Consanguinity

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Table of Consanguinity, showing degrees of relationship

Consanguinity ("blood relation", from the Latin consanguinitas) means being of the same kinship as another person. Consanguinity also means being descended from the same ancestor as another person. The laws of many jurisdictions set up degrees of consanguinity when prohibiting sexual relations and marriage. Rules of Consanguinity are also used to determine heirs of an estate. These are according to laws that govern intestate succession. These vary from jurisdiction to jurisdiction.

History[change | change source]

Most cultures have prohibited marriages between individuals who are closely related by blood (consanguinity).[1] There were some exceptions. Brothers and sisters, as well as fathers and daughters, often married in ancient Egypt.[2] These were primarily limited to the royal family from the earliest times.[2] Some theories hold that it strengthened a King's claim to the throne. In biblical history, Abraham married his (half-)sister Sarah.

Most early societies had rules or laws that limited consanguineous marriages. So the dangers of inbreeding must have been known to them.[3]

Roman civil law[change | change source]

In ancient Rome, marriage was governed by civil laws. Under Roman civil law couples were forbidden to marry if they were within four degrees of consanguinity.[4] The Germanic peoples also had rules against such marriages but were not as strict.[5]

Medieval Europe[change | change source]

In the 5th century, after the Roman empire collapsed, the church took over regulating marriage.[6] At first they did not have a great deal of influence. The Church's power over marriage grew gradually. At first the Church followed Roman civil law.[4] In the ninth century the church raised the number of prohibited degrees to seven.[7] They also changed the method by which they were calculated.[7] The nobility of Europe usually married from within their own social class. Eventually they became too interrelated to marry by the Church's rules. Many found it necessary to defy the Church.[8] In 1215 the Fourth Lateran Council reduced the number of prohibited degrees of consanguinity from seven back to four.[9][10] The pope had the power to waive the rules for particular couples.[1] Frequently, papal dispensations were given allowing closely related couples to marry.[1] These were almost always reserved for the royalty and nobility. Sometimes the Church used consanguinity to block marriage as in the case of William the Conqueror and Matilda of Flanders.[11] In 1049 Pope Leo IX refused to allow the marriage. He did not give a reason but the two were cousins.[11] They married anyway.[11] Ten years later, in 1059, Pope, Nicholas II finally granted a dispensation for their marriage.[11] Despite restrictions and laws, up to the 20th century consanguineous marriages were not uncommon in Europe.[12]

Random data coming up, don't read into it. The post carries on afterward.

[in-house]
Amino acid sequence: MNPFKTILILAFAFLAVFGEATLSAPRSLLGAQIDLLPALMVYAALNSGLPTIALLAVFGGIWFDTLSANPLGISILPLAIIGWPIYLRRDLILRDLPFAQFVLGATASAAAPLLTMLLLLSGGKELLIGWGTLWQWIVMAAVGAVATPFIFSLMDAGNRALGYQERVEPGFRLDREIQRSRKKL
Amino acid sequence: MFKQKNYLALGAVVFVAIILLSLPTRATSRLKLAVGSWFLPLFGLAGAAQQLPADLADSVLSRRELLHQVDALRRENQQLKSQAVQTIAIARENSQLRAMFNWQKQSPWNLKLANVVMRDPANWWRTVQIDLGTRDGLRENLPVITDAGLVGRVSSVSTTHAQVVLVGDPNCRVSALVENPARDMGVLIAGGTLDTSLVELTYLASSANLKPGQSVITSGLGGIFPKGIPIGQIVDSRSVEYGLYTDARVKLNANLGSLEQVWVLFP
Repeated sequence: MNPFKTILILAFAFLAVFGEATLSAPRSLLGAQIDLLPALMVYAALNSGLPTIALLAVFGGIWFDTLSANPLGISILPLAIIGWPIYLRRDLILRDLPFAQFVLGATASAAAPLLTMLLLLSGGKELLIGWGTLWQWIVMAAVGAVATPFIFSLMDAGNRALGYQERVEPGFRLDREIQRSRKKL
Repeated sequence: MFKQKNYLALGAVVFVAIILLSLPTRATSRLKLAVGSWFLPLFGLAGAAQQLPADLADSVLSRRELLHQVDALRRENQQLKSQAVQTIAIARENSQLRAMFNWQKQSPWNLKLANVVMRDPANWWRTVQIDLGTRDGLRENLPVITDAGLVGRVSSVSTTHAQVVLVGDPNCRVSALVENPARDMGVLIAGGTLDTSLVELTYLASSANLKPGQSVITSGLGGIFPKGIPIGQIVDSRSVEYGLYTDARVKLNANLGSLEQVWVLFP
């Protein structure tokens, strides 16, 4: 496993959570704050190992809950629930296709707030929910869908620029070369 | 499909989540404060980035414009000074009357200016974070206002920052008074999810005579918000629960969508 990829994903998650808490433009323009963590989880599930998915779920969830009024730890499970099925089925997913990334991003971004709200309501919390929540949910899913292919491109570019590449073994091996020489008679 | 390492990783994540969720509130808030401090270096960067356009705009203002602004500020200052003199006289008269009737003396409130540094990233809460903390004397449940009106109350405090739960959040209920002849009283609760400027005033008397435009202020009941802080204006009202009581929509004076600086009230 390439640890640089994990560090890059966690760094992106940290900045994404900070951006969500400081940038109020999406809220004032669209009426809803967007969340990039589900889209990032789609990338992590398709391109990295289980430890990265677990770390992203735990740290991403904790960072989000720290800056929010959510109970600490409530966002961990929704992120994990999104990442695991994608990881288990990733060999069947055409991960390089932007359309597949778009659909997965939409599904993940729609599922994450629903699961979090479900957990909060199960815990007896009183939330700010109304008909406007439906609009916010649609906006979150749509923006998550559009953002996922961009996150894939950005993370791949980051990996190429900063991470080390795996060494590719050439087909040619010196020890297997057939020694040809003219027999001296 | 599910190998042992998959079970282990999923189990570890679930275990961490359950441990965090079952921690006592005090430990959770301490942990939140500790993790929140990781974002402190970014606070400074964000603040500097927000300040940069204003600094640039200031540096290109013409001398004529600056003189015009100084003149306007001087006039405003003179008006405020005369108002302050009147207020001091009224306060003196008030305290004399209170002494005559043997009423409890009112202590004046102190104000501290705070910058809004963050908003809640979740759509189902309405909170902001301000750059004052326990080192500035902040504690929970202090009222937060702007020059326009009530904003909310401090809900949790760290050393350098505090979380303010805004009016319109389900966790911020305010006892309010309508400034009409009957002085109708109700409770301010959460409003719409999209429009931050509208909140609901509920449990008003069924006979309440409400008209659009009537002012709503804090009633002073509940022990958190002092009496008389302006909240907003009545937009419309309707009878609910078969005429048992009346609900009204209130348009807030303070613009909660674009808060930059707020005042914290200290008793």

Common ancestor[change | change source]

The degree of consanguinity can be illustrated with a consanguinity table. Each level of lineal consanguinity (i.e., generation or meiosis) appears as a row. Individuals with a collaterally[a] consanguineous relationship share the same row.[14] Consanguinity (blood relationship) is different from Affinity (relationship through marriage) but have been prohibited in the same degrees in the past.

Related pages[change | change source]

Notes[change | change source]

  1. A collateral descendant is a legal term for a relative descended from a brother or sister of an ancestor, and thus a niece, nephew, or cousin.[13]

References[change | change source]

  1. 1.0 1.1 1.2 Jone Johnson Lewis. "Consanguinity and Medieval Marriages". About.com. Retrieved 19 October 2015.
  2. 2.0 2.1 "Egypt: Marriage in Ancient Egypt". Tour Egypt. Retrieved 19 October 2015.
  3. Luigi Luca Cavalli-Sforza; Antonio Moroni, Gianna Zei, Consanguinity, Inbreeding, and Genetic Drift in Italy (Princeton, NJ: Princeton University Press, 2004), p. 2
  4. 4.0 4.1 Constance Bouchard, Those of My Blood: Creating Noble Families in Medieval Francia (Philadelphia: University of Pennsylvania Press, 2001), p. 40
  5. Johannes Wilhelmus Wessels, History of the Roman-Dutch Law (Grahamstown, Cape Colony, African Book Co., 1908), p. 445
  6. "How marriage has changed over centuries". The Week. Retrieved 19 October 2015.
  7. 7.0 7.1 Constance B. Bouchard, 'Consanguinity and Noble Marriages in the Tenth and Eleventh Centuries', Speculum, Vol. 56, No. 2 (Apr., 1981), pp. 269-70
  8. Constance B. Bouchard, 'Consanguinity and Noble Marriages in the Tenth and Eleventh Centuries', Speculum, Vol. 56, No. 2 (Apr., 1981), pp. 270, 271
  9. http://www.ewtn.com/library/COUNCILS/LATERAN4.HTM#50 4th Lateran Council, Canon 50
  10. John W. Baldwin, The Language of Sex: Five Voices from Northern France around 1200 (Chicago: University of Chicago Press, 1994), p. 78
  11. 11.0 11.1 11.2 11.3 David C. Douglas, William The Conqueror (Berkeley; Los Angeles: University of California Press, 1964), p. 76
  12. A. H. Bittles, 'The bases of western attitudes to consanguineous marriage', Developmental Medicine & Child Neurology, Vol. 45, Issue 2 (2003), p 135; Wiley Online Library
  13. "collateral descendant". Law.com. Retrieved 19 October 2015.
  14. See, e.g., table of consanguinity